The most efficient version of the high-performance Energy Sciences Network, or ESnet, was unveiled Tuesday at Lawrence Berkeley National Laboratory.
ESnet is a high-performance network managed by Berkeley Lab and funded by the U.S. Department of Energy, or DOE, according to its website. Its newest version, ESnet6, allows scientists to exchange data sets across the country at 100–400 gigabits per second.
“ESnet operates as the central circulatory system connecting all of our National Labs and DOE’s nationwide facilities rapidly moving data between these sites so that scientists can reach instruments, computers, experiments and people around the world seamlessly,” said Carol Burns, deputy director for Research at Berkeley Lab, at the unveiling event.
David McCallen, director of the Center for Civil Engineering Earthquake Research at the University of Nevada, Reno, explained that ESnet6 has allowed him to “miraculously” exchange large amounts of data at great speed with other scientists across the country.
McCallen characterized ESnet as a fast data pipeline, using optical fibers to transport data from one site to another. With ESnet6, McCallen can transport more than 9 billion data sets from Tennessee to Berkeley in just 10 minutes. Previously, this data transfer would have taken hours or days to complete.
“The process of science is changing,” said Inder Monga, executive director of ESnet and division director of scientific networking at Berkeley Lab. “There are big collaborations across different geographies. They use instruments and collect data, so if you want to tackle the problem of climate or environment, you need data globally to understand how the weather is changing, how the weather patterns are changing, how the air and the currents are changing.”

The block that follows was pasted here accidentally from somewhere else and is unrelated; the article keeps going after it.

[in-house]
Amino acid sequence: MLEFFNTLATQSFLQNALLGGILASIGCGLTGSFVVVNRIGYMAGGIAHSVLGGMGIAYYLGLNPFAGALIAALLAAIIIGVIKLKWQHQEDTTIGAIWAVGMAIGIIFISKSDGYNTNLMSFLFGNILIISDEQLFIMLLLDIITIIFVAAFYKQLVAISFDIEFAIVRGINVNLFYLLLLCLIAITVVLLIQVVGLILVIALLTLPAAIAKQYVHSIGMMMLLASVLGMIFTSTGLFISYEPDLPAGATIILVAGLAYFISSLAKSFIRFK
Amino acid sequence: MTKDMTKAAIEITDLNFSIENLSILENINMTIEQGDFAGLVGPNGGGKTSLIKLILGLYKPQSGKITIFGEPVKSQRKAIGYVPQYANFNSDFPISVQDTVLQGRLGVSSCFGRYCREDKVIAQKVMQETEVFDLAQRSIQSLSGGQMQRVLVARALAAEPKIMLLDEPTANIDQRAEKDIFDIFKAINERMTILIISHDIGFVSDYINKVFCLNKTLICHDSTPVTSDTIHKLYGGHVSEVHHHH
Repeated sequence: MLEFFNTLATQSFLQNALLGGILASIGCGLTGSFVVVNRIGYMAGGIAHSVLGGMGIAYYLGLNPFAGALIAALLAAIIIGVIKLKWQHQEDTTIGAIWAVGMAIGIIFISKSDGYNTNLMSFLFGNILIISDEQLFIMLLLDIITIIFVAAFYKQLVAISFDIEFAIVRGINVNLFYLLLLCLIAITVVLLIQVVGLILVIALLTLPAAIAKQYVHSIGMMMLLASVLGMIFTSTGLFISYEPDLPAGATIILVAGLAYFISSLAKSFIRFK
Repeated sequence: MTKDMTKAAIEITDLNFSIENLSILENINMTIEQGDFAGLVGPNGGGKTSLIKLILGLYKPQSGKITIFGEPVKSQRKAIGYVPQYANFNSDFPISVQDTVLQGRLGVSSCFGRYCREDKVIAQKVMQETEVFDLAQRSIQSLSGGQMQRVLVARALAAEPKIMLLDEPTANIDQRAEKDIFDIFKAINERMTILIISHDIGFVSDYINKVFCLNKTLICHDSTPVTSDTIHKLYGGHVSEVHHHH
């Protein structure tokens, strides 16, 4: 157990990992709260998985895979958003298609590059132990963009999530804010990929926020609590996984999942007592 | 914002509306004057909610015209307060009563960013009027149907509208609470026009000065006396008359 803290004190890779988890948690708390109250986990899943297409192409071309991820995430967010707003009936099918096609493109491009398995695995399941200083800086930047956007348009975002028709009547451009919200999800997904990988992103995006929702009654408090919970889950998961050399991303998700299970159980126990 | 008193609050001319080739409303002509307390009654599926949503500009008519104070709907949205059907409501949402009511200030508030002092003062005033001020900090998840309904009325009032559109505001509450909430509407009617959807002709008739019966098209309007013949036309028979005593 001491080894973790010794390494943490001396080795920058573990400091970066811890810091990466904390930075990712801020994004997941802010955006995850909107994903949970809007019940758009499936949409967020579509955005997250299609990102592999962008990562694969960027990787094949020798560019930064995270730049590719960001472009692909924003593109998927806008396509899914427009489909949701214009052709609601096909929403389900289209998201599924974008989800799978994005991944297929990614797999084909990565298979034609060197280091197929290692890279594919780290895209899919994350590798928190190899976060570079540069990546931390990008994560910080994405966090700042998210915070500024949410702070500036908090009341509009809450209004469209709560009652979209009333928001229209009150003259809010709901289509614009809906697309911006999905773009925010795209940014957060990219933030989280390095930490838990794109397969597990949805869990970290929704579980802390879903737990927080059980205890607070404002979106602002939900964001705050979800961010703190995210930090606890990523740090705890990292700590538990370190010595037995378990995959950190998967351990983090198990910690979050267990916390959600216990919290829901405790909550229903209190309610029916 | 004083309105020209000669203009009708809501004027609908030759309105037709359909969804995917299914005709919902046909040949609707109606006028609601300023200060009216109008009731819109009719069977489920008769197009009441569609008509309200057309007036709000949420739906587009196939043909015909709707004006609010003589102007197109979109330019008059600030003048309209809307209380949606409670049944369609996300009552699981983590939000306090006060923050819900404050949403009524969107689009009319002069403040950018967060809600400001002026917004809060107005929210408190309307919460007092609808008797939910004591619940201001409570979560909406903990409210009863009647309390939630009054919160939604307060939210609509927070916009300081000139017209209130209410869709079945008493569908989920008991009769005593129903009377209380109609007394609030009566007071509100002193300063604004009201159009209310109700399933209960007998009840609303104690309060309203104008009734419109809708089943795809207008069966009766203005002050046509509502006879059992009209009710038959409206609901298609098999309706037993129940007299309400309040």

Monga said ESnet’s mission is to “remove boundaries” between scientists to help them more easily collaborate across long distances. He added they aim to have a network “reliable and resilient” to network failures or cyberattacks.
Monga said the data will make fewer stops before reaching its intended destination, allowing ESnet6 to provide better speeds and data throughput compared to previous versions.
“What we have been seeing so far is that this upgrade is to handle what we call this data tsunami that is coming at us,” Monga said.
McCallen noted ESnet6 would be “transformational” to earthquake risk and hazard research when paired with DOE supercomputers. He said the two allow for earthquake simulations across an entire region, showing, for example, how an earthquake would affect Bay Area communities.
The use of increasingly large amounts of data in science has kept the network in a constant state of development, McCallen noted.
“The demand and the pull for ESnet6 is the fact that we are using models of ever higher fidelity,” McCallen said. “There will always be a development cycle for improvement of our data transfer.”